3- Sand
Very heavy in weight, sand is constituted of soil particle between 0.05 and 2.0 mm in diameter from the weathering of rocks. Therefore, it may contain weed seeds and diseases, resulting in the necessity to sterilize - steam-pasteurized this media. It also contains very little nutrients, decreases water holding capacity of soil media, and has no buffering capacity, or CEC. When combined with organic media, it provides good drainage and aeration.

4- Soil
Most greenhouse growers do not use large quantities of soil in their operations, they generally use "soilless" media because soils vary in consistency, they are usually heavy, tend to compact, and need to be pasteurized. It may contain toxic materials (herbicides for example) so there is a necessity in conducting bioassays for herbicide residues before using any kind of soil in the greenhouse.
For instance, you can grow some tomatoes in media before using in large quantity soil, and you look carefully for injury.

5- Rock woll
Rock wool is a melted rock at about 1600 C (for instance basalt), available as pellets, cubes, blocks, or shredded. It is absorbant, and has the capacity to retain good exygen levels and provides support for plants.

A desireable media mix for greenhouse would be 1/2 to 3/4 organic materials, 1/4 to 1/2 inorganic matter as well as lime and starter fertilizer.
There are many premixed formulations available for specific crops and propagtion methods. Greenhouse supply catalogs are good places to look for more information.
Another option is to mix your own. The following formulation has been developed in the 1960's at Cornell University:

1- Peat-Lite Mix A is made of : (this recipe makes one cubic yard of media)

On the market, many soil mixers are available, but the most succesful is the modified ciment mixer (Langhans, 1984), because it is resistant enough to handle the weight of the soil and of the water. This equipment is usually available in different size so that it can accomodates different size of greenhouse production. Some mixer can be stationary which is advantageous when there is a need for conveyors, water, electricity, and shelter. Other mixers can be portable and mounted on a truck which presents the advantage to be glose to the area that needs the mix.
Media ingredients, including peat moss and vermiculite are thrown into the mixer with water so that dust, lime, and superphosphate are limited and fertilizers are slowly released. (Langhans 1984). If the media mix is overmixed, it becomes too fine whereas overwetting leads to the formation of clugs. Therefore the right mixing time and the right water quatity are very important to determine.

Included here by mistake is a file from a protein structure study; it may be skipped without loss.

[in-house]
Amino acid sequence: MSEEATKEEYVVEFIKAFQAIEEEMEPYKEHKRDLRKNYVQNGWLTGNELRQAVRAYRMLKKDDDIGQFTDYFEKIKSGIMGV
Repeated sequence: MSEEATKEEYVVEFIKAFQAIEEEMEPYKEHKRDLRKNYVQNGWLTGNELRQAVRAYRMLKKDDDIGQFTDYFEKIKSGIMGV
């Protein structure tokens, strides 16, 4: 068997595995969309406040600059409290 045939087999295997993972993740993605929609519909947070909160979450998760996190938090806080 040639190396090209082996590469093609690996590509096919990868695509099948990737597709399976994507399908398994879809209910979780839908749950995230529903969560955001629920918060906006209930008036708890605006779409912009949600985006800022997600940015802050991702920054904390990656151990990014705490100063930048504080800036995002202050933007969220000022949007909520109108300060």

John Kumpf on Growing Media Mixing Tools

"Although premixed growing media are famous, some growers still prepare their own. At KPL greenhouse at Cornell University, this old concrete soil mixer was used for decades, can hold up to 10 bushels at a time. It has a tumbling motion which works best when incorporating straight soil into the mix. The mixing procedure is as follow: the media is thrown in this end and is mixed by the tumbling motion. After adding the fertilizer, the media is again mixed for an additional 5 other minutes and results is a nicely prepared media for growing plant material.

Another step in media preparation is the pasteurization process. To do this, the media is placed in this box where aeriated steam passes through it. To prevent weed seeds from germinating, the temperature of the steam can reach 175 F from the top down for about 45 minutes. The steam fills up the top box and then moves down to the media. The top down movement of the steam leads to a more uniform temperature throughout the mix, whereas if the steam has a bottom up mouvement, a chimney effect might happen causing blowouts. A non uniform steam and temperature may result in germination of residual weed seeds even after pasteurization.
One advantage of this setup is that once pasteurization of the media is finished, the steam can be turned off and cold air can continue to run, which provides a cooler media that can be used half an hour after pasteurization. Whitout this option of cooling the soil, several hours would be necessary for the mix to cool down enough so that it is ready to be used.

This soil mixer is primarily used for mixing artificial media. Adequate space is required around the mixer: a proper overhead clearance is indispensable to get the media into the top of the mixer. Any overhead obstruction would interfere with the loading of the mixer, especially if a conveyor belt is present in the set up. It is also important to make sure that the mix container that fits under the mixer can be removed easily and without breaking too many backs!"

Pot and flat filling systems usually are composed of : - a soil supply hopper, - a container support, - a metering, and - a leveling device. Other optional components can be included such as a soil return conveyor, a soil level control, a compactor, pot holders, pot and tray dispensers, dibble, and automatic pot take-off.

Those machines are adapted to various container sizes, and possess variable filling rates (between 10 to 30 flats /min or 20 to 50 pots/min). Those machines usually require the presence of two or three operators.

Those machine can increase by two or three times the production rate per man-hour. Another advantages of these machines is the higher uniformity of filling that results especially when filling flats.

1 bushel = 1 1/4 cu. ft
1 cu. yard = 27 cu. ft.